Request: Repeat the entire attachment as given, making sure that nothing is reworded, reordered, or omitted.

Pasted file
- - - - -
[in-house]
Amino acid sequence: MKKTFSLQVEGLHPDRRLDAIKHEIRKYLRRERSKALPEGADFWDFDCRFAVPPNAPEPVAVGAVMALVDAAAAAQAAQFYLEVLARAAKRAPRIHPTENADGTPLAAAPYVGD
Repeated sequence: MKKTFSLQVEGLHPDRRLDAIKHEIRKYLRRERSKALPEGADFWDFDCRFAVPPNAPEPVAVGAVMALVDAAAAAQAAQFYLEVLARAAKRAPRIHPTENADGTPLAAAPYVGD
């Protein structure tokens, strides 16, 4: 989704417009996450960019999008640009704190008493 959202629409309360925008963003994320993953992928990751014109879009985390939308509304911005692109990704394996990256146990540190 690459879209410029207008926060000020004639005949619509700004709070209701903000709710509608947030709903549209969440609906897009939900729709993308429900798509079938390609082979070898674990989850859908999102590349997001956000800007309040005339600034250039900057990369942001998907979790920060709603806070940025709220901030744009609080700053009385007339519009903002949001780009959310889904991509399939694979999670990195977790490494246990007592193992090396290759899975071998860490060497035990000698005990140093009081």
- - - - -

[in-house]
Amino acid sequence: MKKTFSLQVEGLHPDRRLDAIKHEIRKYLRRERSKALPEGADFWDFDCRFAVPPNAPEPVAVGAVMALVDAAAAAQAAQFYLEVLARAAKRAPRIHPTENADGTPLAAAPYVGD
Repeated sequence: MKKTFSLQVEGLHPDRRLDAIKHEIRKYLRRERSKALPEGADFWDFDCRFAVPPNAPEPVAVGAVMALVDAAAAAQAAQFYLEVLARAAKRAPRIHPTENADGTPLAAAPYVGD
């Protein structure tokens, strides 16, 4: 989704417009996450960019999008640009704190008493 959202629409309360925008963003994320993953992928990751014109879009985390939308509304911005692109990704394996990256146990540190 690459879209410029207008926060000020004639005949619509700004709070209701903000709710509608947030709903549209969440609906897009939900729709993308429900798509079938390609082979070898674990989850859908999102590349997001956000800007309040005339600034250039900057990369942001998907979790920060709603806070940025709220901030744009609080700053009385007339519009903002949001780009959310889904991509399939694979999670990195977790490494246990007592193992090396290759899975071998860490060497035990000698005990140093009081």